Debbie Bibb
- MANCHESTER, Tennessee


2005

A. Robin, it isn't quite clear to me why you "cannot use" it. By "living finish", what they are trying to say is that the finish remains similar but is not static over the long term. Like an old penny that stays in circulation, or a brass handrail, or a school ring. The factory oxidation will gradually burnish off the highest wear areas, but meanwhile the natural oxidation process is continuing in the low wear areas. The central idea is for it to thereby last longer than other finishes, not shorter. Still, you can lacquer it, or use automotive clearcoat on it if you prefer. Good luck.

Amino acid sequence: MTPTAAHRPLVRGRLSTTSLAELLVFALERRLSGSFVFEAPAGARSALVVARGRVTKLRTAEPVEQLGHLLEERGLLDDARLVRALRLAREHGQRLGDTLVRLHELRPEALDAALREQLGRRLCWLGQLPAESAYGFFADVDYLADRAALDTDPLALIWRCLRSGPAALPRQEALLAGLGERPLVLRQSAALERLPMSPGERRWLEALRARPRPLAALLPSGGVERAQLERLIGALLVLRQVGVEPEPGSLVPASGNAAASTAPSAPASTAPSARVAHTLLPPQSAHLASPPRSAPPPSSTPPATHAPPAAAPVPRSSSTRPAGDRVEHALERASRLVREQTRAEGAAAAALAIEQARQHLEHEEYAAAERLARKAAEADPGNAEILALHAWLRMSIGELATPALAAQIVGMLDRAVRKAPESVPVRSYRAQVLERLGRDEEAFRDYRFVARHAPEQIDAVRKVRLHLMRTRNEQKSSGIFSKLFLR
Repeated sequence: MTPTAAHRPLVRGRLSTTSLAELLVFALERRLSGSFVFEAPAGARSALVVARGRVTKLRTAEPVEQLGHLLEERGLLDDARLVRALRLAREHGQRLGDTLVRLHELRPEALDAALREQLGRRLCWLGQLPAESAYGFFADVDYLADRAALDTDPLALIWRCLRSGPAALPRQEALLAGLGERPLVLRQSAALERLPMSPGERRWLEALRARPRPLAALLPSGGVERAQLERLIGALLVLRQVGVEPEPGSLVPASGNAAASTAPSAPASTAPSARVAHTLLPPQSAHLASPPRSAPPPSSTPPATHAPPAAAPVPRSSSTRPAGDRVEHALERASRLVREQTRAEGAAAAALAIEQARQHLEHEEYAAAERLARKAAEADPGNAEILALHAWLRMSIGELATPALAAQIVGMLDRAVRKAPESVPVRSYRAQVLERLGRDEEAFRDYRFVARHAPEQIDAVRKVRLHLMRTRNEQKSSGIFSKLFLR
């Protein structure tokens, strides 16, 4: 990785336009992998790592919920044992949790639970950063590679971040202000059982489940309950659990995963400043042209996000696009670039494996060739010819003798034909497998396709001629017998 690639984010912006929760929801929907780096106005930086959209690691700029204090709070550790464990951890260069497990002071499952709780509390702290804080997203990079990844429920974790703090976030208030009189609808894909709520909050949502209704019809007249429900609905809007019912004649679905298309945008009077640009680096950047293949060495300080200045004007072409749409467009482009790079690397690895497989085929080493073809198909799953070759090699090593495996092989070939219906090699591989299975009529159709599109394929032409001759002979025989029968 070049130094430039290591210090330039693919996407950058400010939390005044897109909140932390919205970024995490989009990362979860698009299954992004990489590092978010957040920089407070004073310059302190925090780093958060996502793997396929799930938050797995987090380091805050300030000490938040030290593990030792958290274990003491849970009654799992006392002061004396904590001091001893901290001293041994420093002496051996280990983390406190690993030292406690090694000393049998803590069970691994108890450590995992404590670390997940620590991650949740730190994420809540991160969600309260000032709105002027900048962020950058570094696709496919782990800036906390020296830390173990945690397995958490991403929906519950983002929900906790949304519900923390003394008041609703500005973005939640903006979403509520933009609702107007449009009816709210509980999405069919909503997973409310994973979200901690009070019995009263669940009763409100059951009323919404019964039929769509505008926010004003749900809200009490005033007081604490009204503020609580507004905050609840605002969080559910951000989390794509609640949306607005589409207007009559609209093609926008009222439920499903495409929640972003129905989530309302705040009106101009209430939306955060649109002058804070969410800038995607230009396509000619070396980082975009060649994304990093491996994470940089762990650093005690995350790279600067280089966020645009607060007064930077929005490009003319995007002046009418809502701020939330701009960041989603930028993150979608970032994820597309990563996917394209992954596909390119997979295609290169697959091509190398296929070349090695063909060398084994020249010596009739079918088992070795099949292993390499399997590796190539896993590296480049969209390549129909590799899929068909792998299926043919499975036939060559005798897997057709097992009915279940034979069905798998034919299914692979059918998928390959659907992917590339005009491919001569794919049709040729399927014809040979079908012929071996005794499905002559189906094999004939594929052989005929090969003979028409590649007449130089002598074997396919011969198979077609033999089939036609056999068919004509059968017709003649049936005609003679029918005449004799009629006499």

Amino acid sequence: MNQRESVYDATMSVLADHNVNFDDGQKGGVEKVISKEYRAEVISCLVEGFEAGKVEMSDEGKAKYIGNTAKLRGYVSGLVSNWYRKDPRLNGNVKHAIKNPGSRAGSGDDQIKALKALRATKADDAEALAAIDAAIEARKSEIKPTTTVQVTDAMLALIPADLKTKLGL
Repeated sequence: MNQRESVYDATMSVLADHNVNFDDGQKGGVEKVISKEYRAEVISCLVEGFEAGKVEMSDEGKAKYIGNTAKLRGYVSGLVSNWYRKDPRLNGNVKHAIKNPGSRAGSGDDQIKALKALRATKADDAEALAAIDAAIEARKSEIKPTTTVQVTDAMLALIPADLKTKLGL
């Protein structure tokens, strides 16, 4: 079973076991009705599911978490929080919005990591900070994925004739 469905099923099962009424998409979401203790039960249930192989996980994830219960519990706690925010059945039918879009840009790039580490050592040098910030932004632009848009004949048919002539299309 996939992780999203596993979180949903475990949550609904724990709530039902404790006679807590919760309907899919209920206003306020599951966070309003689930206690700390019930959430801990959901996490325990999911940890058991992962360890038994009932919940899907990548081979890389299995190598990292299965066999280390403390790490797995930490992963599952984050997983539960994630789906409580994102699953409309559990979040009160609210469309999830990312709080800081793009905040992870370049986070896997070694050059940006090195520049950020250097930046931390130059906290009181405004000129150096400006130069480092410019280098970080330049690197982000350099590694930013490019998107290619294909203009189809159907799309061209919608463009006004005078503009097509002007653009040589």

Amerock ORB handles

Debbie, in principal it will become more coppery in the highest wear areas and will turn brown in the areas of no wear. How well one particular run of one particular brand of door hardware will perform under one particular family's pattern of use probably remains an unknown though. But I think we're talking about generations, not about months.

We have Amerock oil rubbed bronze pulls =>
on our kitchen cabinets and they are very attractive, but they apparently have a clearcoat topcoat rather than being a living finish.

Ted Mooney, finishing.com Teds signature
Ted Mooney, P.E.
finishing.com
Pine Beach, New Jersey



2006

Q. Can one purchase an oil rubbed bronze repair kit that allows you to repair scratched or damaged oil rubbed bronze? Also -- our handyman sanded an area of our exterior door and sanded the finish off areas of our oil rubbed mailbox. Is there a way to re-apply that finish as well?

Garrison Hull
- Warm Springs, Virginia


2006